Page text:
Glacier Resorts Ltd. envisioned a development with a ski base covering 105 hectares and ski-able terrain covering 5,000 hectares with elevations up to 3,400 metres.

With a file from Carolyn Grant/Kimberley Bulletin

Get local stories you won't find anywhere else right to your inbox.
Sign up here

Just Posted

New ‘hub’ model takes regional approach to doctor recruitment in West Kootenay

Kootenay-Boundary a provincial leader in effectively attracting doctors to work here

Missing Slocan City man found dead

Douglas Morrison went missing in mid-January

School District 51 turns its focus to students’ mental health

‘It’s a shift in our thinking, from what we expect schools to be like and what they are now’

IN PHOTOS: 2020 Wilgress Lake Fishing Derby

Fishermen dotted Wilgress Lake for the Boundary Métis Association’s annual event

Grand Forks marches against gender violence

The Grand Forks march was part of 1 Billion Rising, a global movement against gender violence

VIDEO: B.C. senior recalls ‘crazy’ wartime decision to grab bear cub from den

Henry Martens – now 96 – says he was lucky to be alive after youthful decision to enter a bear’s den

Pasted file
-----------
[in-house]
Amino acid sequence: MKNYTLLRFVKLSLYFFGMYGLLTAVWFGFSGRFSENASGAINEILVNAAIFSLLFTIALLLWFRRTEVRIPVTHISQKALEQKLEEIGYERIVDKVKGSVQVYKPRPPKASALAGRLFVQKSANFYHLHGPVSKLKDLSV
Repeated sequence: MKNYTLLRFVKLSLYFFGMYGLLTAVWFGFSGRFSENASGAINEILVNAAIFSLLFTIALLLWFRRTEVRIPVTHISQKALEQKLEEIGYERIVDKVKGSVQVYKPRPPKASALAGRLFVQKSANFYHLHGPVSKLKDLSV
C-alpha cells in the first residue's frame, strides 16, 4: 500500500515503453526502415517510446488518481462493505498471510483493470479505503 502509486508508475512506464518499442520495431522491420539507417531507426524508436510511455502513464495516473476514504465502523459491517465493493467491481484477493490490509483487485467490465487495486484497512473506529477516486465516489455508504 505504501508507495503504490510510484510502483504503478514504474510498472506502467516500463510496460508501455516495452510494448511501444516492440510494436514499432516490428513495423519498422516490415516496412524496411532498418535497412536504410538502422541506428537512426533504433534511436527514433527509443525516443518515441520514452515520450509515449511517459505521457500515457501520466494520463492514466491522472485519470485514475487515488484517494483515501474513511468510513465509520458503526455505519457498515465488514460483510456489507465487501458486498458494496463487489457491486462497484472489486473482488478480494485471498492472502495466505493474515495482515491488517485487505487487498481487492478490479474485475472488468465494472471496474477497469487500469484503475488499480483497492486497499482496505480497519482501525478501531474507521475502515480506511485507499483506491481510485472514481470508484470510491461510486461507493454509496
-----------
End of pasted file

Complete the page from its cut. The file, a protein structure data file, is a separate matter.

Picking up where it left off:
Cheapest in B.C.: Penticton gas prices dip below $1 per litre

Two stores in Penticton have gas below a dollar.

Loans or gifts? Judge rules woman must pay B.C. man back $7K

B.C. judge rules that woman must pay back more than $7,000 in advanced funds to man

VIDEO: Outpouring of worldwide support for bullied Australian boy

Australian actor Hugh Jackman said ‘you are stronger than you know, mate’

‘A horror show:’ Ex-employee shares experience at problematic Chilliwack seniors’ home

Workers are paid below industry standard at all Retirement Concepts facilities

Forest industry protests northern B.C. caribou protection deal

B.C. Mining Association supports federal-Indigenous plan

Youth-led report calls on B.C. government to create plan to end youth homelessness

There are no dedicated programs for youth homelessness at federal, provincial level, report says

Trudeau: Time for blockades to end and Indigenous leaders to work with government

Prime minister says situation in Coastal GasLink pipeline dispute is ‘unacceptable and untenable’

MLA Larson deals with abuse and threats

Oliver office has a buzz-in system, and panic buttons

Most Read